Originally Posted by rbeck
Then he goes on to talk about sensible output ratings on A/Cs and HPs. He says if the mfgr. data is not available, a good rule of thumb is to use 72% of rated BTUHs as the maximum sensible output.
Using the mfgr's actual data on a 3.5 ton system shows sensible output of 33,400, while the HVAC-CALC program returns a sensible requirement of 36,000. So this 3.5 ton unit would be undersized for design temp and I need to go to a 4 ton unit, or the program and/or it's theory is flawed.
Comments on man. J calcs for sensible heat versus sensible output for a particle unit?
Comments on the programmer's advice re: sizing for sensible heat?
As long as we are talking about neglect, how about including some fresh air ventilation into our new system in the new energy efficient homes. An interesting process when doing load calcs, plug in .2 ACH of fresh air during low/no cooling load conditions. 2-4 occupants with 100 cfm of 70^F dew point outside air is 4-6 lb./hour moisture load. We all see this condition for days on end. Our defense is to avoid all fresh air possible. This produces an indoor air quality problem that is chemical soup. Some do not care while others will purchase a solution.
In green grass climates, a ventilating whole house dehumidifier is a solution to the opportunity. Many manufactures are suppling these units. As an a/c trade group, we do a poor job of creating awareness. The a/c mfgs. will not admit to the limitation of being unable to maintain <50%RH during low/no cooling loads. So the a/c trades only solution is to elimainate all fresh air possible.
Bear Rules: Keep our home <50% RH summer, controls mites/mold and very comfortable.
Provide 60-100 cfm of fresh air when occupied to purge indoor pollutants and keep window dry during cold weather. T-stat setup/setback +8 hrs. saves energy
Use +Merv 10 air filter. -Don't forget the "Golden Rule"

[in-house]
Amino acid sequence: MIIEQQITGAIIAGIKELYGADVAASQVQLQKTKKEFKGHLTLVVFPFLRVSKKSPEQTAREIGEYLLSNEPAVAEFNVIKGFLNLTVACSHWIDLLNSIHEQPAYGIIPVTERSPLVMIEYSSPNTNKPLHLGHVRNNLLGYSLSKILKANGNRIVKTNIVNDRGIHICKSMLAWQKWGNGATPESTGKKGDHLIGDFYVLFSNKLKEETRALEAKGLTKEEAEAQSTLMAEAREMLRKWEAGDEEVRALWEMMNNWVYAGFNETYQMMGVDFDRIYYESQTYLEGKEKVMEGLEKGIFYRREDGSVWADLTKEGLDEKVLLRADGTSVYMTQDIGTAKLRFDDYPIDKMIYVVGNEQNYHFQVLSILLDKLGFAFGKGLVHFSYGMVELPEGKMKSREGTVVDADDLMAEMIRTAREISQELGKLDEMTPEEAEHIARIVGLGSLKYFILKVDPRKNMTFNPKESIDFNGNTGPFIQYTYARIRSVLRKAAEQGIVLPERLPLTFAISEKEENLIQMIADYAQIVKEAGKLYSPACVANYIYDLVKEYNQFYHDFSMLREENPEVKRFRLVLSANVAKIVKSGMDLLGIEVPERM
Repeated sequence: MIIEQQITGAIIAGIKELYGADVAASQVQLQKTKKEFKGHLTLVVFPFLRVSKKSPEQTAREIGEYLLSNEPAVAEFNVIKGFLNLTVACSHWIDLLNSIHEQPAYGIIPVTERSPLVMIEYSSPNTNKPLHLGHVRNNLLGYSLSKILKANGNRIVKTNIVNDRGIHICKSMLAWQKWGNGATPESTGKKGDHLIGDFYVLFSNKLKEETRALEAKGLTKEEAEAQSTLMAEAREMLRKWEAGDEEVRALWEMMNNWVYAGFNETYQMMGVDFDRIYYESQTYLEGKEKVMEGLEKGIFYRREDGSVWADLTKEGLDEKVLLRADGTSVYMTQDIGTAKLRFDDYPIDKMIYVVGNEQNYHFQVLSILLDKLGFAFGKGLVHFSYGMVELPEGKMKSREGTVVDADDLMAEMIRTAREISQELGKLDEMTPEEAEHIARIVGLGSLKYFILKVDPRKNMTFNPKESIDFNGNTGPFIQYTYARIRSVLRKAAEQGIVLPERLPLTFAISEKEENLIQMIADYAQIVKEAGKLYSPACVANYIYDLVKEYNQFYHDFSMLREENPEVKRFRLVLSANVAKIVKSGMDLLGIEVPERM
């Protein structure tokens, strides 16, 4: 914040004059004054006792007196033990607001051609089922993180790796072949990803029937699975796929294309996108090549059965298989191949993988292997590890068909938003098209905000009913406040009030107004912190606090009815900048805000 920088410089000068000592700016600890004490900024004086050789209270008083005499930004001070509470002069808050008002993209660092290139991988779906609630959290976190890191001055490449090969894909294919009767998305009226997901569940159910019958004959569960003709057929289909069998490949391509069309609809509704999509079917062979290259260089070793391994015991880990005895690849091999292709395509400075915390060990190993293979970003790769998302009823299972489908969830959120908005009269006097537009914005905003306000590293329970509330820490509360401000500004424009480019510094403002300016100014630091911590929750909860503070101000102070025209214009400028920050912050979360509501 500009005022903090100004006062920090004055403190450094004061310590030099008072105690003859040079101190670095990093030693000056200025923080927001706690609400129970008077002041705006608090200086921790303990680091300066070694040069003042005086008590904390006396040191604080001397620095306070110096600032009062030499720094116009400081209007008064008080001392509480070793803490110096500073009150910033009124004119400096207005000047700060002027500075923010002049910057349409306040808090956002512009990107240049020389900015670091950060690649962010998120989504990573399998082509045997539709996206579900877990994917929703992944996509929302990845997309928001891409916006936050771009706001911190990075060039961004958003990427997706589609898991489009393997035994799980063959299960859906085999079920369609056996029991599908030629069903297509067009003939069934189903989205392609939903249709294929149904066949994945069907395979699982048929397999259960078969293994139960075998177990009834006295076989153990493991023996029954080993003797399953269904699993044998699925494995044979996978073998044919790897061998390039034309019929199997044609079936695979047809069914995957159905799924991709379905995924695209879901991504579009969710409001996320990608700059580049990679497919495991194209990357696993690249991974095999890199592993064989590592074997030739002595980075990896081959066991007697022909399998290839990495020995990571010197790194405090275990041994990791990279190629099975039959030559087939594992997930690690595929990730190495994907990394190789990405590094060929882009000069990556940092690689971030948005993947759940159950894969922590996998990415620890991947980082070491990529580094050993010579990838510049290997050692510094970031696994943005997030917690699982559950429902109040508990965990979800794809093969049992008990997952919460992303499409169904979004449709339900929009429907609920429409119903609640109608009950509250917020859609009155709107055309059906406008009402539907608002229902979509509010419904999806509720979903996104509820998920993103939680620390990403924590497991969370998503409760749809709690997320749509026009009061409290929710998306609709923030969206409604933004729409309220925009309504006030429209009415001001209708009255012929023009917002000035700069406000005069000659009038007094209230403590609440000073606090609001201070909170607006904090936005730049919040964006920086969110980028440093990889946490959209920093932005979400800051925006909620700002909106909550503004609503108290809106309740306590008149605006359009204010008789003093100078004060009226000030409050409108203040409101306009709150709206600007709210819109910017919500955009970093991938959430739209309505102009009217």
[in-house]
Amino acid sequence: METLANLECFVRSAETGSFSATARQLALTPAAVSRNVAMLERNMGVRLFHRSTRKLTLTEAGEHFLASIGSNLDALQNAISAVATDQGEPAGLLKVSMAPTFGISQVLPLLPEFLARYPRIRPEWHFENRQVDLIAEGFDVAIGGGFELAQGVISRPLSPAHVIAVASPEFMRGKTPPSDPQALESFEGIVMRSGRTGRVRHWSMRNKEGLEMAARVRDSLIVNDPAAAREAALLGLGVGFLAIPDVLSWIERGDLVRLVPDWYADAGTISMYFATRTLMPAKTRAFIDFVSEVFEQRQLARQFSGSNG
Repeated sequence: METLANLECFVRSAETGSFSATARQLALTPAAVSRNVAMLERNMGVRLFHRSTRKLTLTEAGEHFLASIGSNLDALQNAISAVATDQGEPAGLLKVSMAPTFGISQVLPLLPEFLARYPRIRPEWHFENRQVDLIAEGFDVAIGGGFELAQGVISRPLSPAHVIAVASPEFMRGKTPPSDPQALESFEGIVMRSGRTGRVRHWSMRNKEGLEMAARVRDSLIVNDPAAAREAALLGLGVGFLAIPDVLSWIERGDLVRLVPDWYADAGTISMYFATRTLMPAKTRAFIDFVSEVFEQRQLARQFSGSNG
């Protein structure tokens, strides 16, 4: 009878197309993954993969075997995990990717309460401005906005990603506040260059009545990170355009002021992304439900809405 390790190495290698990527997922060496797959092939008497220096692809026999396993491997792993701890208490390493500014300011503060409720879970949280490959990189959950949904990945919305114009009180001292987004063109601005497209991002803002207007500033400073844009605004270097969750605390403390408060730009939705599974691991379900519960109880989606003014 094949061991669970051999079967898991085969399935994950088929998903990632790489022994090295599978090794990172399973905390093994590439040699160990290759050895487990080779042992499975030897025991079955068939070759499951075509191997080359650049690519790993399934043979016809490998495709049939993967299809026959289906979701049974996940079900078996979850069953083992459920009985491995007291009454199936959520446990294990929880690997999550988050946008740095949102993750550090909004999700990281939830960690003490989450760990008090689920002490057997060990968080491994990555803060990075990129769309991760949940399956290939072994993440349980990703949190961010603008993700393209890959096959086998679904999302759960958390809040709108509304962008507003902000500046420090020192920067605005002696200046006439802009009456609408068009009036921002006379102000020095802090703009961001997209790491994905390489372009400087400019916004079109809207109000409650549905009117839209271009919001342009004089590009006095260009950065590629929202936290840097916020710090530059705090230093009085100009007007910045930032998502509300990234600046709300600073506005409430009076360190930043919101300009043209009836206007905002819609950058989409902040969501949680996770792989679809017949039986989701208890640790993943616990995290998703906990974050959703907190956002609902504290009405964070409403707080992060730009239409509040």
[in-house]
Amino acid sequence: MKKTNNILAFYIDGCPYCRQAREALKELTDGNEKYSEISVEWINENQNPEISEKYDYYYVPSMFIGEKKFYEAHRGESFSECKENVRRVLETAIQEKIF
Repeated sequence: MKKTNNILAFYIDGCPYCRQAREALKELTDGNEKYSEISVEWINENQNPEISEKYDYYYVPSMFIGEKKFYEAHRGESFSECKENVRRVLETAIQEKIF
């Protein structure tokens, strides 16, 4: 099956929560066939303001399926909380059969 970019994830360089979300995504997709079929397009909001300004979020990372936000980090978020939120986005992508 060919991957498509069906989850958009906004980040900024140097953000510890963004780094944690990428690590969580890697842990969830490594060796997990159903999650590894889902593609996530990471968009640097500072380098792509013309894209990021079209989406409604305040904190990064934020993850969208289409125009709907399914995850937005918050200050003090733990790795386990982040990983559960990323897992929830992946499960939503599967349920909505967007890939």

In simple terms, the program tells you what (sensible) you need; the mfg's specs tell you what the equipment delivers. You need to select equipment that will deliver the required BTUs.
Originally Posted by chambery1
You want some more head spinning? Search (here) for 'derating air conditioners' and ARI (or AHRI) conditions'.
I'm curious; how many contractors have done a Manual J and had the recommendations match the currently installed heatpump/AC and furnace?
I do believe that doing some kind of load calculation (preferably the Manual J) is the right thing to do. I think if the local utility companies took the lead this would help lead less energy usage. If the contractor installs the wrong size system it obviously might use more energy.
My mom, in Kansas City, had a new heatpump and furnace installed. She explained that the contractor did a Manual J, going from room to room measuring etc. The local utility company, KCPL, requires contractors to do this in order for the customer to get a rebate.
Contrast this to Maryland, where I live. The rates are about twice as much, having gone up around 80% or so in the past couple of years. They are just now coming aboard with offering rebates for customers installing energy efficient heating and cooling equipement, but they don't require the the contractors to do any kind of heat loss calculation to size the equipment, go figure.
The local utility company, BGE, does have a lot of great programs, but they seem to have missed the boat on load calculations. They suggest that load calculations be done. They suggest don't just replace new equipement with the same size as old. They do a visual audit to ensure that the equipment you said was installed is installed, but there is never any proof required that a heat load calculation was done. This is interesting since they go through all the trouble to make sure that the contractors are licensed and insured. Maybe it's the close proximity to DC that causes them to forget to do all the right things.
I find that most of the equipment is in the range of 100% over sized. This is not a rule to just cut the appliance size in half. I am amazed that a heat pump will be sized let's say for 3 ton. This is 36,000 btu's with some back-up electric. When the electric kicks on the heat pump is not putting out near 36,000, assuming it is a 12 SEER or less. The electric back-up is 10 kw. The a furnace is installed and rated at 80 or 100k. If the heat pump is doing the job at 36K why such a big furnace?
When I worked for the oil company we did heat losses. We say the average fuel reduction of 25 - 40% savings and the appliance was a minimum of 50% smaller but usually 100% or more. We had one which really sticks in my mind that we tore out a 320k boiler and installed a 125k. Fuel bill went down 73%.
Here are some sites to look at.
Interesting info and sizing info
My experience shows that boilers are some of the biggest offenders when it comes to being grossly over sized. Most were installed by plumbers who really don't have a background in HVAC as such. Things are changing slowly, separate licenses for hydronics is one way, education is another.
A good HVAC tech knows how, an educated HVAC tech knows why!